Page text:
Each winter season, Boyce Park -- the closest ski area to Pittsburgh -- has been the last to open its slopes and trails and the first to close in recent years.
That is likely to change this coming season, thanks to the purchase of 11 fully automated TechnoAlpin T40 portable snowmaking machines that will complement the park's current snowmaking equipment, said Jim Shultz of Mountain Works Inc.
Of, course, the weather will have to cooperate. The Allegheny County-owned park in Plum doesn't have the snowmaking advantage of the resorts in the Laurel Highlands, where temperatures frequently are at least 5 to 8 degrees colder.
Boyce Park also doesn't have the benefit of the chilled water the resorts use. It uses municipal water that isn't as cold. Still its snowmaking system should work better this season because it installed 3,000 feet of new water pipe during the summer to replace lines that were leaking.
"We're hoping for an 86-day season," said Mr. Shultz, who worked his snowmaking magic at Hidden Valley in recent years. He designed Boyce Park's snow tubing area and formerly owned and operated the SnoZone Snowboard and Tube Park in Finleyville.
Despite the added expense of improvements, Boyce will keep its lift ticket fees and other charges the same as last year -- making it by far the most affordable place to ski, snowboard or snowtube in the region. It's an ideal place for beginners and for family outings.
Boyce charges adults $14 on weekends, $10 on weekdays. The prices for children age 6 to 17 is $12 and $8, respectively. Seniors 60 and older pay $11 and $7.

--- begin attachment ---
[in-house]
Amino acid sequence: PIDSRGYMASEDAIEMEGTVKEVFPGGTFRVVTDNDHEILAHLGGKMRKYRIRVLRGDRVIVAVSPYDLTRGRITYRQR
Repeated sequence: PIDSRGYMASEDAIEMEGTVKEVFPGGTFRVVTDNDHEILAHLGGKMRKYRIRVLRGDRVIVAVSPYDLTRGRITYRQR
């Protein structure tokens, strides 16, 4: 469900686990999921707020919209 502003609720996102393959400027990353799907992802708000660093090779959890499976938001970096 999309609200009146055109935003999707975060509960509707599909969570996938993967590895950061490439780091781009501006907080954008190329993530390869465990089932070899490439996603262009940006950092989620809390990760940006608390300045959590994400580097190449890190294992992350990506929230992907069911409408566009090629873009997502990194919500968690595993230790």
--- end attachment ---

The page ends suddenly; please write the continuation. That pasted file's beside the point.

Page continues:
Group lessons are $10. A rental ski package of skis, boots and poles is $8.75; snowboards and boots are $25.
The new TechnoAlpin machines are equipped with weather instrumentation that enables them to adapt to changing conditions with no manual adjustments. They can make a lot of high-quality snow in a short amount of time.
When the Buncher Co. of Pittsburgh bought Hidden Valley in 2007, it purchased 30 TechnoAlpin machines. The amount and quality of the snow they made and the overwhelming positive feedback from guests prompted Buncher to buy 50 more TechnoAlpins for the 2008 season. The resort now has the most TechnoAlpin machines in the country.
"We'll space the TechnoAlpins every 150 feet with one of the older snowmaking machines in between," Mr. Shultz said about Boyce. "We'll reconfigure the nozzles on the older machines to improve the quality of the snow they make."
Mountain Works has a three-year contract with the county to manage the slopes and trails and the food service. The county parks department will oversee the ski patrol, the ski school and rental equipment operations.
"We're real excited," he added. "We're looking forward to the start of the season. We'll be dedicating some new rail features for our skiers and snowboarders."
Clarence Hopson, deputy director of recreation for the county's parks department, said Mr. Shultz "is determined to get Boyce Park open as soon as possible and keeping us open without any interruptions. We certainly want to be open and underway by Dec. 25."
The Christmas and New Year's holidays are prime time for snowsports enthusiasts, especially those who received holiday gifts of new clothing and/or ski/snowboard equipment.
"I'm looking forward to this season more than I have in years," Mr. Hopson said. "It's very exciting. We've added more skis and snowboards to our rental equipment. And UPMC is donating 50 to 75 helmets for our customers to use.
"Our lifts were inspected by the state Department of Labor and Industry on Nov. 12, and they're all ready to go." Boyce Park's only chairlift, which is showing its age, had numerous extended shutdowns in recent years.
Mr. Hopson said the area no longer will have to buy Snomax, an expensive snowmaking additive, thanks to the TechnoAlpins. "That's a considerable savings right there. We'll use up the Snomax we have and that will be it."
"We want our facilities to be affordable for everyone, especially for families," he added. "That's why there has been no increase in the price of lift tickets, lessons and rental equipment for several years."
Lawrence Walsh writes about recreational snowsports for the Post-Gazette.